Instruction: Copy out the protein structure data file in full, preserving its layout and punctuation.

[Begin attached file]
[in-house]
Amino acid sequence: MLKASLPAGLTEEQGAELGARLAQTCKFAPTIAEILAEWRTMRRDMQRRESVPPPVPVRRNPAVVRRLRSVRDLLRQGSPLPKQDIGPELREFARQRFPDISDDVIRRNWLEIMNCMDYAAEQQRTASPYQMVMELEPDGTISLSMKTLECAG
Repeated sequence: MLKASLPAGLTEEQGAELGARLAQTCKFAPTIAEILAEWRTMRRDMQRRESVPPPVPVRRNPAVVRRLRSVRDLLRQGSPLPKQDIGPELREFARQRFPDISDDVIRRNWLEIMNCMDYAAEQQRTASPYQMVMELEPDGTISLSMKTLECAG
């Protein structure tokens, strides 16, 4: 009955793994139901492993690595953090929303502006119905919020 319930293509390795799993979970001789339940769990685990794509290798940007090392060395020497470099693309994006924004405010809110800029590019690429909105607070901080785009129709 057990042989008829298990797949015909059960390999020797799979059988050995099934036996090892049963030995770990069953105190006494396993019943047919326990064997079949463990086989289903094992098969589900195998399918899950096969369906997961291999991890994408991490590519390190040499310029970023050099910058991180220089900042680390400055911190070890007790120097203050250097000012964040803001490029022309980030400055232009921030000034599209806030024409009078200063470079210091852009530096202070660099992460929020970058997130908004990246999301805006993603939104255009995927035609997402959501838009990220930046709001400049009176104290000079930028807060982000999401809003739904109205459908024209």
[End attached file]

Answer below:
[in-house]
Amino acid sequence: MLKASLPAGLTEEQGAELGARLAQTCKFAPTIAEILAEWRTMRRDMQRRESVPPPVPVRRNPAVVRRLRSVRDLLRQGSPLPKQDIGPELREFARQRFPDISDDVIRRNWLEIMNCMDYAAEQQRTASPYQMVMELEPDGTISLSMKTLECAG
Repeated sequence: MLKASLPAGLTEEQGAELGARLAQTCKFAPTIAEILAEWRTMRRDMQRRESVPPPVPVRRNPAVVRRLRSVRDLLRQGSPLPKQDIGPELREFARQRFPDISDDVIRRNWLEIMNCMDYAAEQQRTASPYQMVMELEPDGTISLSMKTLECAG
């Protein structure tokens, strides 16, 4: 009955793994139901492993690595953090929303502006119905919020 319930293509390795799993979970001789339940769990685990794509290798940007090392060395020497470099693309994006924004405010809110800029590019690429909105607070901080785009129709 057990042989008829298990797949015909059960390999020797799979059988050995099934036996090892049963030995770990069953105190006494396993019943047919326990064997079949463990086989289903094992098969589900195998399918899950096969369906997961291999991890994408991490590519390190040499310029970023050099910058991180220089900042680390400055911190070890007790120097203050250097000012964040803001490029022309980030400055232009921030000034599209806030024409009078200063470079210091852009530096202070660099992460929020970058997130908004990246999301805006993603939104255009995927035609997402959501838009990220930046709001400049009176104290000079930028807060982000999401809003739904109205459908024209």